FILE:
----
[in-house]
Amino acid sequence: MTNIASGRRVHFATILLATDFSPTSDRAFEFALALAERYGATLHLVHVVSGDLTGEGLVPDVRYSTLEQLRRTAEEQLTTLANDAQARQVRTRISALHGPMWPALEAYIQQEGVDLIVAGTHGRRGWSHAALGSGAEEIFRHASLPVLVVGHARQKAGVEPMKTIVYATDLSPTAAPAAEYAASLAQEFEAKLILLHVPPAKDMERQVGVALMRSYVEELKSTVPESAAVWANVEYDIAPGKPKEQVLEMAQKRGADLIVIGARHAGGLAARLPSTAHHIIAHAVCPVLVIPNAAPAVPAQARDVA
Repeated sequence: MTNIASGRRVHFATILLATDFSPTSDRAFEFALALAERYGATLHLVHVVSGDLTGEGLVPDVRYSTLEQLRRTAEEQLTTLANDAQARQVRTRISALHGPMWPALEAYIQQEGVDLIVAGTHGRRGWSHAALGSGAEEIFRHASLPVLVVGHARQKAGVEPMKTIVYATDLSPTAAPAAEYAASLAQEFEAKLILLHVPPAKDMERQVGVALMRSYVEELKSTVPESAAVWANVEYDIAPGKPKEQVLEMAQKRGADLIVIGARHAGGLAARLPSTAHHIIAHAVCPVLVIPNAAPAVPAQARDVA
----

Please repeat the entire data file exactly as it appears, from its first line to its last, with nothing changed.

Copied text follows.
[in-house]
Amino acid sequence: MTNIASGRRVHFATILLATDFSPTSDRAFEFALALAERYGATLHLVHVVSGDLTGEGLVPDVRYSTLEQLRRTAEEQLTTLANDAQARQVRTRISALHGPMWPALEAYIQQEGVDLIVAGTHGRRGWSHAALGSGAEEIFRHASLPVLVVGHARQKAGVEPMKTIVYATDLSPTAAPAAEYAASLAQEFEAKLILLHVPPAKDMERQVGVALMRSYVEELKSTVPESAAVWANVEYDIAPGKPKEQVLEMAQKRGADLIVIGARHAGGLAARLPSTAHHIIAHAVCPVLVIPNAAPAVPAQARDVA
Repeated sequence: MTNIASGRRVHFATILLATDFSPTSDRAFEFALALAERYGATLHLVHVVSGDLTGEGLVPDVRYSTLEQLRRTAEEQLTTLANDAQARQVRTRISALHGPMWPALEAYIQQEGVDLIVAGTHGRRGWSHAALGSGAEEIFRHASLPVLVVGHARQKAGVEPMKTIVYATDLSPTAAPAAEYAASLAQEFEAKLILLHVPPAKDMERQVGVALMRSYVEELKSTVPESAAVWANVEYDIAPGKPKEQVLEMAQKRGADLIVIGARHAGGLAARLPSTAHHIIAHAVCPVLVIPNAAPAVPAQARDVA